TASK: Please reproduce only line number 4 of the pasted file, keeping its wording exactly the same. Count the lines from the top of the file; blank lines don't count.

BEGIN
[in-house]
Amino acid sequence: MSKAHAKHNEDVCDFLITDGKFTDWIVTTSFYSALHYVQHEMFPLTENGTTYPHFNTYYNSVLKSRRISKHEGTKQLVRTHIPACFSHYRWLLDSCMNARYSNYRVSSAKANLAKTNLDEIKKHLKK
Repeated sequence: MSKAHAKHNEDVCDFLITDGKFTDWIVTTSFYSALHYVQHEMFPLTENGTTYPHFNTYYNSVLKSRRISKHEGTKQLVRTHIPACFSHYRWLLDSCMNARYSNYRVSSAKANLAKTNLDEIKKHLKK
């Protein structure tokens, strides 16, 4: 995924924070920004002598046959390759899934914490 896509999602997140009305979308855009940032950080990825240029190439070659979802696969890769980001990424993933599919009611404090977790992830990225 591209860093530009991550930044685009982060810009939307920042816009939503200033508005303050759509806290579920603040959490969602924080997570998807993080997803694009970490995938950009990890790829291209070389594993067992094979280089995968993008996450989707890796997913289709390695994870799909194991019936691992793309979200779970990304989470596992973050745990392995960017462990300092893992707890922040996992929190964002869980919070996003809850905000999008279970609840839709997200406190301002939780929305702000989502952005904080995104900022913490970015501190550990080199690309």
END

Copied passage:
């Protein structure tokens, strides 16, 4: 995924924070920004002598046959390759899934914490 896509999602997140009305979308855009940032950080990825240029190439070659979802696969890769980001990424993933599919009611404090977790992830990225 591209860093530009991550930044685009982060810009939307920042816009939503200033508005303050759509806290579920603040959490969602924080997570998807993080997803694009970490995938950009990890790829291209070389594993067992094979280089995968993008996450989707890796997913289709390695994870799909194991019936691992793309979200779970990304989470596992973050745990392995960017462990300092893992707890922040996992929190964002869980919070996003809850905000999008279970609840839709997200406190301002939780929305702000989502952005904080995104900022913490970015501190550990080199690309």